Recently, we had a reader ask whether a member of a homeowners association is legally permitted to review and inspect voting records relating to elections for the board of directors of the member’s HOA.
The short answer is that it depends on the nature of the records requested as well as other factors. Virginia Code Section 55-510 spells out when an owner can review certain records for a property owners’ association. If an owner (i) is in good standing with the association, and (ii) makes a records inspection request "for a proper purpose related to his membership in the association," then he is entitled to review association "books and records" that do not fall under any statutory exemptions. Section 55-510’s discussion of "books and records" needs to be read in conjunction with other provisions of the Virginia Code (and chiefly, the Virginia Nonstock Corporation Act) that elaborate on what exactly constitutes "books and records" (as not every document in an association’s possession constitutes a "book and record" as the term is defined in the Virginia Code). As a result, this analysis can sometimes be rather technical, and associations should consult with their legal counsel to ensure that they don’t provide for the inspection of any records that they’re not legally required to provide.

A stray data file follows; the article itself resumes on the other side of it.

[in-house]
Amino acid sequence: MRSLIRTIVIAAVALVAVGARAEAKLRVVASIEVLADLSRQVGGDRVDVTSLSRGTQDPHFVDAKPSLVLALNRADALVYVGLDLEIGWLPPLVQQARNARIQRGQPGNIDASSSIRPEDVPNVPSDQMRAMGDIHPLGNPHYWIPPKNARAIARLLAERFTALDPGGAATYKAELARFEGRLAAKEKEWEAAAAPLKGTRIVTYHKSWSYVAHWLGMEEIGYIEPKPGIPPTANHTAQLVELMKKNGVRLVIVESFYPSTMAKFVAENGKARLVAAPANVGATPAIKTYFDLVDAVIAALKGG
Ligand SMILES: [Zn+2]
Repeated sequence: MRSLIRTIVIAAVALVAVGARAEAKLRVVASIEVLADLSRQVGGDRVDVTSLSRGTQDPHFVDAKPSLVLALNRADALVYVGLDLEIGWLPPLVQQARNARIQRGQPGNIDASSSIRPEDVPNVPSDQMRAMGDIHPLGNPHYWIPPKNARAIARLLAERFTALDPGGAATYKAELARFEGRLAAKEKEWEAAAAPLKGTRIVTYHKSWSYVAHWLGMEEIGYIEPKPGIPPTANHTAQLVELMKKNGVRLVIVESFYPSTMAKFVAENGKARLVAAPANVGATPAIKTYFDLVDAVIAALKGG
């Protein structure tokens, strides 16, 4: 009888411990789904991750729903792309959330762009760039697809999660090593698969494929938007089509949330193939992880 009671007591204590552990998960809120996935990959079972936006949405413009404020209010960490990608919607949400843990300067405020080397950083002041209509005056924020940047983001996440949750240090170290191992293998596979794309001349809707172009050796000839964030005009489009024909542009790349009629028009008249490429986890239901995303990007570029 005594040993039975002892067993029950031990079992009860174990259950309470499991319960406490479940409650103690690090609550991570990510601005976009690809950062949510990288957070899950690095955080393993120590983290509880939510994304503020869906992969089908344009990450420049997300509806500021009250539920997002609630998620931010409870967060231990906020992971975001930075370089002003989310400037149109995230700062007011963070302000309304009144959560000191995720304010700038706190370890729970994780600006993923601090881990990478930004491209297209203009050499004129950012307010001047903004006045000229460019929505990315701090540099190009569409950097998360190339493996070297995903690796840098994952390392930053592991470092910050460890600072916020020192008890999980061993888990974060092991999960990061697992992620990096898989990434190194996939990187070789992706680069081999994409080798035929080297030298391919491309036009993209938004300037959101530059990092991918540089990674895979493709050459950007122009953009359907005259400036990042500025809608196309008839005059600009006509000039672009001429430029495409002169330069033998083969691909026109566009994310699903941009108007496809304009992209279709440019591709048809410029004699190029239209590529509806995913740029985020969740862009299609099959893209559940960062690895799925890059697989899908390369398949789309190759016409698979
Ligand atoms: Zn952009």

Under this analysis, assuming that the owner is in good standing with the association, and makes the request "for a proper purpose related to his membership in the association" (and does not, for example, submit the request for the purpose of attempting to pursue litigation against the association), then it would be appropriate for an association to provide the owner with a copy of the vote tally sheet that the association used to count all of the votes. Arguably, ballots and proxies do not constitute "books and records" as defined under Virginia law, and therefore should not be produced by the association. Moreover, if an association’s governing documents require or permit voting by secret ballot, producing ballots with names on them or directed proxies would essentially defeat the goals behind such.
Keep in mind that if the association has adopted a records inspection and copying policy, it could charge the owner a monetary fee for expenses related to searching for the records and copying them.